The girl was unfazed by this development, allowing a single, condescending sigh in respone. “Illya has quite enjoyed her life, because she has had chance to make many friends. Perhaps you would like to meet one of Illya’s friends?” She smiled broadly, extending her hand and snapping her fingers.
Eric’s pained cries echoed through the forest as a gout of fire erupted from the mask he carried, burning his hand and setting his beard ablaze. While he tried to throw it away, the stone façade took on a mind of its own. It hung in the air, a low growl echoing from its lifeless mouth, and a cruel glimmer twinkling from within its eye sockets.
Garrett and David jumped back, the mysterious young girl momentarily forgotten as they turned to their comrade. David rushed to Eric’s side, standing protectively over him and helping him pat out the flames. “What is that thing?” he asked as he pointed his axe at the Monster.
The mask stopped growling as it hovered towards the stranger, leaving all three men with mouth agape as it came to rest in front of her. She smiled as she reached out and ran her hand over the stone surface, as if petting a cat. “Is called Steinmaske, and is Illya’s partner. You no have this type of Monster here?”
The strange Monster hummed rhythmically at her touch, the pin starlight of its eyes never leaving any of the three men. Illya’s gaze studied each of them as they backed away from the her. “Illya has been watching you for days; you are nothing special. You say you no have Monsters in this forest? You have worse. You have Illya. You have stolen for last time… Illya knows this.”
Garret took a hesitant step forward, focused intently on the floating mask. “That little trick may have surprised us once, but you will need more than a piece of rock to save yourself from us.”
The stranger’s lips parted and to reveal a hint of a grin. “Illya knows this too.”
A loud roar echoed through the forest followed by a crashing sound at the exact opposite end of the clearing. The three men turned to look at a gigantic creature, a grizzly seemingly made of flesh, earth, and solid stone, advanced into the clearing. It roared again to announce its arrival, followed only by the sound of birds flying away in terror.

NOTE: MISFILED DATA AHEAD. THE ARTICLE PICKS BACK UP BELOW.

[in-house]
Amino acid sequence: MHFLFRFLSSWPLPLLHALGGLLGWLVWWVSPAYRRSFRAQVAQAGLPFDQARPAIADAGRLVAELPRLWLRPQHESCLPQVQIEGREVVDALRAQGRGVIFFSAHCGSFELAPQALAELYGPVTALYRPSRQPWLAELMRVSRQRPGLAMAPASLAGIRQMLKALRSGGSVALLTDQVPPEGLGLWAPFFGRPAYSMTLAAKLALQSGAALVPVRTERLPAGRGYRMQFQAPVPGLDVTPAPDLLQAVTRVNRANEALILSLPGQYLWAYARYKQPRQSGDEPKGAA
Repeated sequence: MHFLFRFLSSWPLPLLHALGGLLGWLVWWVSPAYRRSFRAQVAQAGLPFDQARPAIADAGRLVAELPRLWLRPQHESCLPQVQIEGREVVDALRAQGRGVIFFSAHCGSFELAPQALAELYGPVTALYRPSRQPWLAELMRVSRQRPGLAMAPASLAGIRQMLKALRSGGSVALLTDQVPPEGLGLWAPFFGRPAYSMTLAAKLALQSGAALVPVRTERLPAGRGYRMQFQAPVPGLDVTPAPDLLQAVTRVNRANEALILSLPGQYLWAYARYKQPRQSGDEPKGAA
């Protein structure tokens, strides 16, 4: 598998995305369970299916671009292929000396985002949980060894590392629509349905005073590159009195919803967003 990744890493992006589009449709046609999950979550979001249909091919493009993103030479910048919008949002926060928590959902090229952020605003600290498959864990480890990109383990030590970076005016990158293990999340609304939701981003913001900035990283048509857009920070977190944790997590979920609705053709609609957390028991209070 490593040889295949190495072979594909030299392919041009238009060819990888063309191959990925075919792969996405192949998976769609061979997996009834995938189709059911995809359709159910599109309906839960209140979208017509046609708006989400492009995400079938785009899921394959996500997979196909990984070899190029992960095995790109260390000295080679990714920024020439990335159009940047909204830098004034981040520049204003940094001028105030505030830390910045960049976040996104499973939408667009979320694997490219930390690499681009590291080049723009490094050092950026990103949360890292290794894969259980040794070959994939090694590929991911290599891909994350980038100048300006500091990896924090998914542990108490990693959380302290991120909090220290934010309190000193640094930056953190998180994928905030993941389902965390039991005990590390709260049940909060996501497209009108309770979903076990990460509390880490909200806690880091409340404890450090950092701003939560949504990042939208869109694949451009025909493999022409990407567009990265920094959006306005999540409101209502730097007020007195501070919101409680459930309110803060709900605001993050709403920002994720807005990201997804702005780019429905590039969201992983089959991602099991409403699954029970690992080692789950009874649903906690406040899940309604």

Eric and David retreated closer to Garrett, keeping their gaze fixed on the giant Monster that was slowly making its way into the clearing. Panic gripped all three men, each unsure of what to do against such a foe. The tension only heightened as Illya laughed again, finding some twisted amusement in the whole situation.
“You wonder how Illya gets Monster like that to sneak up on you, yes? Maybe Illya will show you how,” she slipped a finger under the neckline of her fur cloak, fishing through the chains around her neck to grasp a long necklace with three large crystals attached. While all three of these gems reflected the noon sun brightly, the center crystal seemed to begin glowing and giving off a soft blue light. “Now you will see power of Monster binder, now you will see power of drajules.” She took a deep breath, focusing herself as the center crystal of her necklace burst into bright light, “Wombatant, Illya calls you!”
A brightness engulfed the crystal and quickly erupted around the young girl, each of the bandits shielding their eyes from its radiance. As their vision returned, a third Monster stood in the clearing; a squat and furry thing standing on its hind legs, resting a crude sword over its shoulder. It growled threateningly at the three men as it bounded to their side, blocking a third escape route.
“When you rob locals, they look for solution. They find Illya and ask for help. Now, you will face punishment for crimes.” She took a step to the side, giving her Steinmaske room to maneuver, “Friends, is time for justice. Is time for bandits to have their fortune.”
The sounds of three men yelling and running for their lives filled the forest that day, as did the sounds of Illya’s Monsters. No one knows exactly what happened to the thieves, but their story of the foreign girl and her companions quickly spread. The whispers of those that could control Monsters would not be so hushed in the future.
Life had certainly gotten more interesting.